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The drawing on the page is confusing. It depicts the "pieces" as contiguous solid chunks--but in order to reassemble the sphere into two, don't you have to pick sets which are more like general predicates on the points of R^3? Those don't look like puzzle pieces.

It's like depicting the irrational numbers by coloring everything on a number line between pi and e blue.

Is it possible to do the cut-up-and-reassembly trick with a finite number of sets where the membership is computable? If so the "Banach-Tarski Algorithm" for the special case of duplicating the sphere might be helpful for understanding.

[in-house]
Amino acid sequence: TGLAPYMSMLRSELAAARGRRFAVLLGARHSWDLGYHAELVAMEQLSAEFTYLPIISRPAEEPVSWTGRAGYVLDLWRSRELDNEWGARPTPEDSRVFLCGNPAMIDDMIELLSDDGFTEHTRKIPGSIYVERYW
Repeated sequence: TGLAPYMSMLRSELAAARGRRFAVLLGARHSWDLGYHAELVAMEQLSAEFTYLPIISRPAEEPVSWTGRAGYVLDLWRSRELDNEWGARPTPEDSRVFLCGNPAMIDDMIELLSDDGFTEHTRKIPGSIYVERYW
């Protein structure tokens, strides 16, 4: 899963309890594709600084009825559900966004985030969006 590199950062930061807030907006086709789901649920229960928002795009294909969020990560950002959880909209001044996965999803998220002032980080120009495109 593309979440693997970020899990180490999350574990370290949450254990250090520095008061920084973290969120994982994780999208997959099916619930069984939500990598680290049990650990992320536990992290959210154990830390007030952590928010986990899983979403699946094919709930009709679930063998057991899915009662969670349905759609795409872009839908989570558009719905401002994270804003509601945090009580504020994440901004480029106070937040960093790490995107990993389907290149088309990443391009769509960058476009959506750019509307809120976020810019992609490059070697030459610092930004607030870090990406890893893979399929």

No, you can't do it with computable sets, because if you could then there'd be a proof that doesn't need the Axiom of Choice, but Banach-Tarski can fail without the Axiom of Choice. (For instance, without AC it can happen that all subsets of R^n are Lebesgue measurable, and then Banach-Tarski is impossible.)

[EDITED to add: er, actually in order to prove that "without AC it can happen that all subsets of R^n are Lebesgue measurable" you need there to be an inaccessible cardinal. If you don't know what that means, ignore it. I'm mentioning it just to avoid leaving a false statement in the record.]

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